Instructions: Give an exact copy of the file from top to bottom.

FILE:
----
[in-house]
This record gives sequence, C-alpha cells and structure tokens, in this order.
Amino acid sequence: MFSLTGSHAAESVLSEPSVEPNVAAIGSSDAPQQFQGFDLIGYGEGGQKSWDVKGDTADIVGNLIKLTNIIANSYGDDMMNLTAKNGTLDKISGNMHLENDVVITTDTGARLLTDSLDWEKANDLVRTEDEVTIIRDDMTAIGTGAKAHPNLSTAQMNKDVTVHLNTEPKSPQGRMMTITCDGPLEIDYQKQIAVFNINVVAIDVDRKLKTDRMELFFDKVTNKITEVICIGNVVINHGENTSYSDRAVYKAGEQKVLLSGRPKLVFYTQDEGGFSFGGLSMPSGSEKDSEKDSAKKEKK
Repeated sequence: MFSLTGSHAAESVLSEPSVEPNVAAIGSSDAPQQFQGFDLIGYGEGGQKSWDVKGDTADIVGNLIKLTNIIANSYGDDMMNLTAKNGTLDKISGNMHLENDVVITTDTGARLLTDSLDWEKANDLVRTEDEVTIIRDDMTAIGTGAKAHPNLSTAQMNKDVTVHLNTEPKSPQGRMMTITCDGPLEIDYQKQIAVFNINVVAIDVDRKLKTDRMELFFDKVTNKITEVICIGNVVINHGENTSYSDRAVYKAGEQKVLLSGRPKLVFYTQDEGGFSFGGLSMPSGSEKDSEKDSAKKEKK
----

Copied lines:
[in-house]
This record gives sequence, C-alpha cells and structure tokens, in this order.
Amino acid sequence: MFSLTGSHAAESVLSEPSVEPNVAAIGSSDAPQQFQGFDLIGYGEGGQKSWDVKGDTADIVGNLIKLTNIIANSYGDDMMNLTAKNGTLDKISGNMHLENDVVITTDTGARLLTDSLDWEKANDLVRTEDEVTIIRDDMTAIGTGAKAHPNLSTAQMNKDVTVHLNTEPKSPQGRMMTITCDGPLEIDYQKQIAVFNINVVAIDVDRKLKTDRMELFFDKVTNKITEVICIGNVVINHGENTSYSDRAVYKAGEQKVLLSGRPKLVFYTQDEGGFSFGGLSMPSGSEKDSEKDSAKKEKK
Repeated sequence: MFSLTGSHAAESVLSEPSVEPNVAAIGSSDAPQQFQGFDLIGYGEGGQKSWDVKGDTADIVGNLIKLTNIIANSYGDDMMNLTAKNGTLDKISGNMHLENDVVITTDTGARLLTDSLDWEKANDLVRTEDEVTIIRDDMTAIGTGAKAHPNLSTAQMNKDVTVHLNTEPKSPQGRMMTITCDGPLEIDYQKQIAVFNINVVAIDVDRKLKTDRMELFFDKVTNKITEVICIGNVVINHGENTSYSDRAVYKAGEQKVLLSGRPKLVFYTQDEGGFSFGGLSMPSGSEKDSEKDSAKKEKK